Internationalisation is another tool that can be hugely beneficial for institutional learning. Having started with a heavy emphasis on the development of the individual through physical mobility, it has been interesting to see how internationalisation in higher education has developed over the years. Somewhat later, and based on the concept of internationalisation at home, the acquisition of international and intercultural competences for those who could not travel came to the fore. The next step, supported by the European Union through its funding programmes, was to give internationalisation a role in institutional development. Therefore, institutions were to work together at European level and engage in a learning and development process. The most recent step in internationalisation in higher education focuses on the role of internationalisation within society, i.e. how internationalisation can contribute to the local and regional contexts of the institutions and to large societal themes. One can clearly see these steps in the rationale behind the European universities alliances, in which both the concept of institutional development through deep European cooperation and its contribution to larger societal themes are stressed. However, this is easier said than done. If institutions agree that internationalisation is a tool for learning, they will have to formulate internationalisation strategies that avoid solely framing internationalisation as a goal in itself. Rather, such strategies should address how internationalisation can inform all developments taking place within an institution, ranging from curriculum development to issues regarding diversity, inclusion, and quality.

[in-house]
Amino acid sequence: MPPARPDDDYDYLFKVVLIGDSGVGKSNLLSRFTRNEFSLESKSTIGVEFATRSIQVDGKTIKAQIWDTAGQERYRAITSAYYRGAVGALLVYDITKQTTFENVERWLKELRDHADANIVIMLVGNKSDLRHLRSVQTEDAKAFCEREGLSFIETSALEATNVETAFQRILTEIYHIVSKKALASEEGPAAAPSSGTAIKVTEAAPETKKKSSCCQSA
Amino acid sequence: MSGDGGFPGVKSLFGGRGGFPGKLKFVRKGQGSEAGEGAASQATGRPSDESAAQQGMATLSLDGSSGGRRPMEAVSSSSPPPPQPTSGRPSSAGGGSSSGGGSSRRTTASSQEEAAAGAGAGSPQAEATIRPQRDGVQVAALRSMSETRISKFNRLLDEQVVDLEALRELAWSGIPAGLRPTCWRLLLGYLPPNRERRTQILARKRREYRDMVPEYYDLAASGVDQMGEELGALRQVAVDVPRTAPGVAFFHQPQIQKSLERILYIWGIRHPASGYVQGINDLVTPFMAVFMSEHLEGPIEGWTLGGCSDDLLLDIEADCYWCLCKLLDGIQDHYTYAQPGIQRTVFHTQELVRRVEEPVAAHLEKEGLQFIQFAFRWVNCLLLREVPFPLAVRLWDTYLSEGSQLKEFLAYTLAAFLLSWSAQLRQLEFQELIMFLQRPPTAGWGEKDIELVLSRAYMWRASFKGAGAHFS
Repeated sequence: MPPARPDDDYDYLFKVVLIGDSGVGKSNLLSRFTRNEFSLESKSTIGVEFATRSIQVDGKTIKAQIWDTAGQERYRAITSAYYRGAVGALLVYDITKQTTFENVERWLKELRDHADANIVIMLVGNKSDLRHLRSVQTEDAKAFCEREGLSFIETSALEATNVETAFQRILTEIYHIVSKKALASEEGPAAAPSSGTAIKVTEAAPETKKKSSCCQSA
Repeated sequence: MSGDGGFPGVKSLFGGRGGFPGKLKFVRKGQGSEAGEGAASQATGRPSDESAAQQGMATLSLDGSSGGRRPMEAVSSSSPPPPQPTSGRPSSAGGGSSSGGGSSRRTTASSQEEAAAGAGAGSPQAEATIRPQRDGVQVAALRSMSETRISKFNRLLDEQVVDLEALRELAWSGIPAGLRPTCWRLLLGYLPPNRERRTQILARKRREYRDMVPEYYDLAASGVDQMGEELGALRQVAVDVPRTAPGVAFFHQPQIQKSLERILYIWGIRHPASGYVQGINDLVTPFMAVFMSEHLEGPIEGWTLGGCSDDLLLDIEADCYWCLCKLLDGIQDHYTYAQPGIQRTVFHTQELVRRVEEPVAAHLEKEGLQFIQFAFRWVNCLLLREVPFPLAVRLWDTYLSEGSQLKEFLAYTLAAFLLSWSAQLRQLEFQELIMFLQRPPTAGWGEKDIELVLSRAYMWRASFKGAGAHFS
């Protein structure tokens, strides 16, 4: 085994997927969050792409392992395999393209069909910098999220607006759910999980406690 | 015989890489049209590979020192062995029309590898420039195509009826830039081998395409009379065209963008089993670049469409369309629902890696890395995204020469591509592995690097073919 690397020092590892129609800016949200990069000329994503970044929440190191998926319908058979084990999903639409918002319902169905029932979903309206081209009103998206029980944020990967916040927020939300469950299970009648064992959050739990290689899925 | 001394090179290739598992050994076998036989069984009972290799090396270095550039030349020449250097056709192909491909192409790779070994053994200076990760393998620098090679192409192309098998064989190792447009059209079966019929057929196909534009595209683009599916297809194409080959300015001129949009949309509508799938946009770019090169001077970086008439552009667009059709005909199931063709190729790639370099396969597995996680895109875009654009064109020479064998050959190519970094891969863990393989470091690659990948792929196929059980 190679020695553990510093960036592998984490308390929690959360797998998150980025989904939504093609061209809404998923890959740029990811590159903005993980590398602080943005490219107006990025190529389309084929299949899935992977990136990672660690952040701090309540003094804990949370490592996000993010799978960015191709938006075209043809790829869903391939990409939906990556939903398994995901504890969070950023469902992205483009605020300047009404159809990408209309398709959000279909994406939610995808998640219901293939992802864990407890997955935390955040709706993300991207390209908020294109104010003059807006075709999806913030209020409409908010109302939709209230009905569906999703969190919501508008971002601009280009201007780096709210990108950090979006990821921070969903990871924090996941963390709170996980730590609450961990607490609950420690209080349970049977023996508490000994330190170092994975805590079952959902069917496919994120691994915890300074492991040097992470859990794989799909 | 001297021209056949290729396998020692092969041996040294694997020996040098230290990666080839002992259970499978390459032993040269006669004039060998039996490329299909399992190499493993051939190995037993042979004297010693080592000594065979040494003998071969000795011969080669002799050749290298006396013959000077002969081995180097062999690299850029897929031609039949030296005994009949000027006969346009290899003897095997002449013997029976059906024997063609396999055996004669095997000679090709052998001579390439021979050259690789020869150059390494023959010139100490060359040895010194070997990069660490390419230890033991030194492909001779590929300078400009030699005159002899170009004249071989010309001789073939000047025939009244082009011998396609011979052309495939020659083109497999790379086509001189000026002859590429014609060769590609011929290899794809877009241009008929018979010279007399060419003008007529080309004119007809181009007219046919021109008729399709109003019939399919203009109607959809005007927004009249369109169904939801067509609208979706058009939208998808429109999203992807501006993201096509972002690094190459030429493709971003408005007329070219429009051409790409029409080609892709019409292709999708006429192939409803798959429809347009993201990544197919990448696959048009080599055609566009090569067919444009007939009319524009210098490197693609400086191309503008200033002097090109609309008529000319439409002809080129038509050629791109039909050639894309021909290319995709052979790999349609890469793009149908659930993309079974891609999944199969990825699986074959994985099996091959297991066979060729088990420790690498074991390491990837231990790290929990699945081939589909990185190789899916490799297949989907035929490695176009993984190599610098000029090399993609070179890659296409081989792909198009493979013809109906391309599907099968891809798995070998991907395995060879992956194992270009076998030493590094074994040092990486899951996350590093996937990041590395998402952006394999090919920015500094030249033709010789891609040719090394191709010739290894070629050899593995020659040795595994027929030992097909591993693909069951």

In quality assurance, a development approach can also be seen in the move from quality assurance to quality enhancement, and the emphasis on the presence of an institutional quality culture. In this context, a stronger emphasis could also be made on quality assurance as a tool for learning rather than technocratic discussions on criteria and indicators. In my institution, we have been experimenting with a shift from quantitative to qualitative quality assurance instruments. As part of a clear and continuous structure of planning and follow-up, we have developed a dynamic system of student and teacher panels to discuss curriculum and other relevant issues in an informal setting. We also involve international experts, the so-called ‘Critical Friends’ through MusiQuE, the international agency for the evaluation and review in higher music education, that speak the language of our discipline and provide us with a sense of where we stand – including in relation to other leading institutions internationally - and what could be improved. By going through this process, we are continuously learning as an institution.
But surely, there will be other tools that we can use to become “learning institutions”. I look forward to taking part in discussions on the never-ending commitment of institutions to themselves become “learners”.
This Expert Voices article is part of a series dedicated to leadership in teaching, a concept explored in the EUA-led project “Leadership and Organisation in Teaching and Learning at European Universities” (LOTUS).
“Expert Voices” is an online platform featuring original commentary and analysis on the higher education and research sector in Europe. It offers EUA experts, members and partners the opportunity to share their expertise and perspectives in an interactive and flexible exchange on key topics in the field.
All views expressed in these articles are those of the authors and do not necessarily reflect those of EUA.